Gernot Heiser

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Gernot Heiser
Gernot Heiser.jpg
Gernot Heiser
Born Gernot Heiser
1957 (age 56–57)
Nationality German, Australian
Occupation Scientia Professor and John Lions Chair of Operating Systems, research group leader, Founder and former CTO and Director of Open Kernel Labs
Employer University of New South Wales, NICTA
Known for Operating Systems teaching, research and commercialisation
Title Scientia Professor and John Lions Chair
Website
gernot-heiser.org

Gernot Heiser (born 1957) is a Scientia Professor and the John Lions Chair for operating systems at the University of New South Wales (UNSW). He is also leader of the Software Systems Research Group (SSRG) at NICTA. In 2006 he co-founded Open Kernel Labs (OK Labs, acquired in 2012 by General Dynamics) to commercialise his L4 microkernel technology.

Research[edit]

Heiser's research focuses on microkernels and microkernel-based systems as well as virtual machines, with a specific emphasis on performance and reliability.

His group produced the Mungi single address space operating system,[1] aimed at clusters of 64-bit computers, and implementations of the L4 microkernel with very fast inter-process communication.[2] His Gelato@UNSW team was a founding member of the Gelato Federation, and focused on performance and scalability of Linux on Itanium. They established theoretical and practical performance limits of message-passing IPC on Itanium.[3]

Since joining NICTA at its creation in 2002, his research shifted away from high-end computing platforms towards embedded systems, with the specific aim of improving security, safety and reliability via the use of microkernel technology.[4] This led to the development of a new microkernel called seL4, and its formal verification, claimed to be the first-ever complete proof of the functional correctness of a general-purpose OS kernel.[5]

His work on virtualization was motivated by the need to provide a complete OS environment on his microkernels. His Wombat project followed the approach taken with the L4Linux project at Dresden, but was a multi-architecture paravirtualized Linux running on x86, ARM and MIPS hardware. The Wombat work later formed the basis for the OKL4 hypervisor of his company Open Kernel Labs.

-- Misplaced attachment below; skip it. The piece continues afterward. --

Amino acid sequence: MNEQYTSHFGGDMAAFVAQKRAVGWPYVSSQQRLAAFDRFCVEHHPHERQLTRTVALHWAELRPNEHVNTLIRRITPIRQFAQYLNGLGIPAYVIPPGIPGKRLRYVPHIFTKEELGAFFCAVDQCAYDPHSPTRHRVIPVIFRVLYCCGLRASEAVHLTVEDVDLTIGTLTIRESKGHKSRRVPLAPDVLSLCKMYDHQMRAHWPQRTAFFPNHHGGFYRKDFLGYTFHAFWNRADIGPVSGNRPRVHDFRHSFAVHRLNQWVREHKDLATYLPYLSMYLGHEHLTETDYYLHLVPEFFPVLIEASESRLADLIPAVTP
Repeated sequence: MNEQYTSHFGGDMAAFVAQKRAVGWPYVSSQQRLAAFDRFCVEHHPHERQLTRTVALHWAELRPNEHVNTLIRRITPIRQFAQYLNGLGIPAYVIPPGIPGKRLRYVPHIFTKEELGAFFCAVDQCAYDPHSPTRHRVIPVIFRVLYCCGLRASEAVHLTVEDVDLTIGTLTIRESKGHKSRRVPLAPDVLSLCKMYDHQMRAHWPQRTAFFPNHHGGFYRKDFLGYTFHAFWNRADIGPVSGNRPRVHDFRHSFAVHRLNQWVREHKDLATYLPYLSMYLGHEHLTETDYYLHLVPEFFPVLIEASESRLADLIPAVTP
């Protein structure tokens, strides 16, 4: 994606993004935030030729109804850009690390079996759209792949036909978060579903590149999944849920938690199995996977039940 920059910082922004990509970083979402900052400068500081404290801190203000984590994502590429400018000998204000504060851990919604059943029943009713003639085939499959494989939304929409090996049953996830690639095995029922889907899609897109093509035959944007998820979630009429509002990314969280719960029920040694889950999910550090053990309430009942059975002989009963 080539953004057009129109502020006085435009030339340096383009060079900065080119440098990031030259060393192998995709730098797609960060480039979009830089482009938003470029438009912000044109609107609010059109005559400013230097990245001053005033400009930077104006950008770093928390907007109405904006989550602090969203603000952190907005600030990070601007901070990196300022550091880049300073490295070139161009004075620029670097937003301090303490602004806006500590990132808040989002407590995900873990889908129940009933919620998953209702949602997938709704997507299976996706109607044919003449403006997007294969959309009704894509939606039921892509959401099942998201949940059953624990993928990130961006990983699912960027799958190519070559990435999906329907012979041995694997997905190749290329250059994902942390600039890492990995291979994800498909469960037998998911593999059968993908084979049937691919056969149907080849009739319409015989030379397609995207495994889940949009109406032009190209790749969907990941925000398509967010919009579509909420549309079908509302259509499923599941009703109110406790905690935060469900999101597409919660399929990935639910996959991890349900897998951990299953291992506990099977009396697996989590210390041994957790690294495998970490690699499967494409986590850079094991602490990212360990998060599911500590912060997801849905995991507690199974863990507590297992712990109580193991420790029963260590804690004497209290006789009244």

The desire to reduce the engineering effort of paravirtualization led to the development of the soft layering approach of automated paravirtulization which was demonstrated on x86 and Itanium hardware.[6] His vNUMA work demonstrated a hypervisor which presents a distributed system as a shared-memory multiprocessor as a possible model for many-core chips with large numbers of processor cores.[7]

Device drivers are another focus of his work, including the first demonstration of user-mode drivers with a performance overhead of less than 10%,[8] an approach to driver development that eliminates the majority of typical driver bugs by design,[9] device drivers produced from device test benches,[10] and a demonstration of the feasibility of the automatic generation of device drivers from formal specifications.[11] Recent research also includes power management.[12]

In the past he also worked on semiconductor device simulation, where he pioneered the use of multi-dimensional modeling in the optimisation of silicon-based solar cells.[13]